Cyberbullying is especially toxic to the workplace because it can be done anonymously and on any platform. It doesn’t just have to be work-related.
For example, people can create fake social media accounts and harass a fellow co-worker. Or they can use text messaging to spread rumors about a person, without that person ever knowing.
Bullying is a very big problem because when someone endures harassment, it could cause the individual to become severely depressed. Or worse, as victims of cyberbullying, are 2 to 9 times more likely to consider suicide.
3. Workplace & Domestic Violence
Did you know that 2,000,000 American workers experience victims of workplace violence each year? That number is even higher for occurrences of domestic violence.
Domestic violence is a nasty problem whose effects aren’t just felt inside the home. When someone is in an abusive relationship, 1 in 4 women and 1 in 7 men experience domestic violence, they endure emotional, mental, and physical abuse.
Just imagine how difficult it is to work with someone who has visible bruises or flinches every time someone comes near them. You want to help, but you don’t know-how. Even if you do offer some kind of support, the individual may refuse, may become withdrawn, evasive, or belligerent because they don’t know how to react. This can lead to lower company morale and productivity.
Some signs that someone is in an abusive relationship include:
- Signs of physical harm such as bruising, burns, broken bones, or cuts
- Visibly flinch when someone comes too close
- Seem afraid or anxious when discussing their partner
- Frequently checks in with their partner to report what they are doing/going
- Receives frequent calls or visits from a partner during the workday
- Always declines to hang out outside of work unless partner goes
- Does not have access to money, credit cards, or a vehicle
- Obvious signs of personality change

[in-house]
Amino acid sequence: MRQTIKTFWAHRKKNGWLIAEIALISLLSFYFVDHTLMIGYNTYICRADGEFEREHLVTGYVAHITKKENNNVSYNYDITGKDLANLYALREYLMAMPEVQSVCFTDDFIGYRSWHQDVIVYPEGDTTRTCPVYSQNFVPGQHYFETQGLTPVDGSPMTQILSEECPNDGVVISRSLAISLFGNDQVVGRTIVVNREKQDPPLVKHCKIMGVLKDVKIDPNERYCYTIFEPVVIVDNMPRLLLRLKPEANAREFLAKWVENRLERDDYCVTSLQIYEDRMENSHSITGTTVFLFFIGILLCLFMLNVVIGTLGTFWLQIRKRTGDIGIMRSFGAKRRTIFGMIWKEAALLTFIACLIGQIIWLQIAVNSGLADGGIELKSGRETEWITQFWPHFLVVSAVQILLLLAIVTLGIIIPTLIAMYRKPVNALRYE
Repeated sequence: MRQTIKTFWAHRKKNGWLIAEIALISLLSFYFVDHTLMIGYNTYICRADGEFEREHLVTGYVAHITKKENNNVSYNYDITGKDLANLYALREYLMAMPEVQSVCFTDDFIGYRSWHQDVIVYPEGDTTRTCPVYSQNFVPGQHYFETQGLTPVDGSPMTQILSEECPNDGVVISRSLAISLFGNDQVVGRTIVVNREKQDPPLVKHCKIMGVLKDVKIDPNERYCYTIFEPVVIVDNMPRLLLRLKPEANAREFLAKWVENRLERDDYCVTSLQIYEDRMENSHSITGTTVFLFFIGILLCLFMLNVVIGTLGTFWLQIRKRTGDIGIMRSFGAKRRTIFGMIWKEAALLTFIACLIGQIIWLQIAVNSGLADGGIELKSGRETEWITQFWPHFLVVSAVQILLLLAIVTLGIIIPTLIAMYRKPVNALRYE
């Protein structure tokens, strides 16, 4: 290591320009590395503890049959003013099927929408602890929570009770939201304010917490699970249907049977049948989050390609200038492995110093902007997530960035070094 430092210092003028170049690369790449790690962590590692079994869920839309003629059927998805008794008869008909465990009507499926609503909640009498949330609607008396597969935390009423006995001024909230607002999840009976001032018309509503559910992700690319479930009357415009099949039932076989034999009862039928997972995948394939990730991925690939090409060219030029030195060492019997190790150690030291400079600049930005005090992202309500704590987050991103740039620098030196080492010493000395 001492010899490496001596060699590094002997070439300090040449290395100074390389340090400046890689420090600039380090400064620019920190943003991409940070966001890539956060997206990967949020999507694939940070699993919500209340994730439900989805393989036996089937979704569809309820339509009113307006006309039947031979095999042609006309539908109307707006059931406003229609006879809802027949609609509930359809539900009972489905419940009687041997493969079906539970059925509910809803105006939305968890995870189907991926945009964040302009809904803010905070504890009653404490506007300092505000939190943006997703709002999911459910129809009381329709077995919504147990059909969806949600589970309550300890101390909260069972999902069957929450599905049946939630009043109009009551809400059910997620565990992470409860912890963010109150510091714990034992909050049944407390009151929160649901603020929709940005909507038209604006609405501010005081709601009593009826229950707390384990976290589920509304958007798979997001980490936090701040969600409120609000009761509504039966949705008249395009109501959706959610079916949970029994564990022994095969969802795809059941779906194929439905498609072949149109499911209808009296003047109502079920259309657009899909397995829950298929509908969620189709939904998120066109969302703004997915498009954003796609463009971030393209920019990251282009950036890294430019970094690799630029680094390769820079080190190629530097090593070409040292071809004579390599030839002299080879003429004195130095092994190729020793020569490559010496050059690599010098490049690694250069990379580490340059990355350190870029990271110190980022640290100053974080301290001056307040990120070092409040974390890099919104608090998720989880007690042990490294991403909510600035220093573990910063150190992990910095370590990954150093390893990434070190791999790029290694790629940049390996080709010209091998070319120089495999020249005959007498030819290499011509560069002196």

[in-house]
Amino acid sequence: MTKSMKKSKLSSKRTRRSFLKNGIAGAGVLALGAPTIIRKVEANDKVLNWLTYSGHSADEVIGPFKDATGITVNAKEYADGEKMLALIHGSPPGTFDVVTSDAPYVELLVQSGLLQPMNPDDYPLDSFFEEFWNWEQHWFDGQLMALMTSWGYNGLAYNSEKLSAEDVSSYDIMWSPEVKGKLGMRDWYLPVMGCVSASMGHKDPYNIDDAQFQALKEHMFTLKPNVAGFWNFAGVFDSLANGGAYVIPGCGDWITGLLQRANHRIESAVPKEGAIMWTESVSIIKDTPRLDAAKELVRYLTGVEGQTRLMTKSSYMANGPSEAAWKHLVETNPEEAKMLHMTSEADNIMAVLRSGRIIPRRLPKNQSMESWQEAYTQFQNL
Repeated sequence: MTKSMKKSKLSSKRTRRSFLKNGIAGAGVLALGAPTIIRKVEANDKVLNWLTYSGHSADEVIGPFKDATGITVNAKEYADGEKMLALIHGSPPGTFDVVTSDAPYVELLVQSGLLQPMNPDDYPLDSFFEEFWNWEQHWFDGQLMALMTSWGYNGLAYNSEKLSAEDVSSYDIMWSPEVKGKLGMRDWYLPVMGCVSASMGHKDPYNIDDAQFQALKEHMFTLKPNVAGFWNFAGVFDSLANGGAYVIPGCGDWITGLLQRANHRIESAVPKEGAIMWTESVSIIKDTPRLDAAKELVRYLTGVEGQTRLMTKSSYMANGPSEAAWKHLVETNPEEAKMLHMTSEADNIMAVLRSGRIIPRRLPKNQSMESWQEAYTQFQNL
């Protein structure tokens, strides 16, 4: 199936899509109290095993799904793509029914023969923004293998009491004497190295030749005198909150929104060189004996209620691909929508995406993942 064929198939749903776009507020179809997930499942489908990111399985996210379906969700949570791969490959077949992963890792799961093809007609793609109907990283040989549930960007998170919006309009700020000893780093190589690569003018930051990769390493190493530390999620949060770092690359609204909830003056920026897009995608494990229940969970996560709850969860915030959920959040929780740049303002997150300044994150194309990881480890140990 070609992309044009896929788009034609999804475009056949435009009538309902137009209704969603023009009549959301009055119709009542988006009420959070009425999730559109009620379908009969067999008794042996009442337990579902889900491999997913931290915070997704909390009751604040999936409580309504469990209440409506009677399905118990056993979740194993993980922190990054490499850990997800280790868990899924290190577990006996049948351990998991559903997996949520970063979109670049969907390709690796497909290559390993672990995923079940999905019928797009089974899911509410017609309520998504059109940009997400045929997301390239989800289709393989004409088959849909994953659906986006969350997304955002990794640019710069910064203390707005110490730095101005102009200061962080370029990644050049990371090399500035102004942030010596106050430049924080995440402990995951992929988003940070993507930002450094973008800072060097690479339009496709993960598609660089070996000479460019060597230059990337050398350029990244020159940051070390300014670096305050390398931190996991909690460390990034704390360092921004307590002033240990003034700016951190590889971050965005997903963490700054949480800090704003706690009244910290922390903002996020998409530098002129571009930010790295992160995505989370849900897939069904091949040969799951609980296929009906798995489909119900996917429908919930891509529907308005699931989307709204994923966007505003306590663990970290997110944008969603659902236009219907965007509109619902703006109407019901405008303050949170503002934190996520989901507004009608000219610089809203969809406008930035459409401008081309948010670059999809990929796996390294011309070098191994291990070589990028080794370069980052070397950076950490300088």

4. Lack of Communication
Like anything else in your life, communication is an essential component behind a happy and healthy workplace. When there is a breakdown in the line of communication, it throws productivity out the window.
Communication is so important that in a 2010 study conducted by researchers at Harvard Medical School and the University of Boston discovered the medical industry in the United States throws over $12 billion down the drain. As a result of the inefficiencies that are a direct result of poor communication.
When a workplace has good communication, conflict can be avoided or worked out in a productive manner. Good communication can also help employees feel satisfied with their work and even avoid feeling burnt out.
5. Poorly Implemented Policies
You can easily tell the difference between a business who does not implement or enforce their policies and procedures and one who does. When your boss enforces policies, everything seems to run like a finely oiled machine. However, when your boss has a “don’t care” attitude, chaos ensues and people do whatever they want.
Tasks get neglected or only get completed by some employees. The lack of teamwork and enforcement can cause people to feel resentment toward management and their co-workers. The hardworking employees can adopt that “don’t care” attitude as a result and their work will begin to suffer.
6. Cliques in the Office
Office drama is often a result of having office cliques who like to gossip and spread negative energy. They can make a mountain out of a molehill and ruin whatever kind of enjoyment you may get from your job. These office cliques can be a big source of drama that can bring down the whole vibe of the workspace.
Workers often believe that there will always be some kind of conflict or friction in the workplace. It makes sense because with so many different personalities coming together under one roof, people are bound to clash from time to time.
Small conflicts are to be expected from time to time, but when those small disagreements blow up and full-on drama ensues, then you are not working in a healthy environment.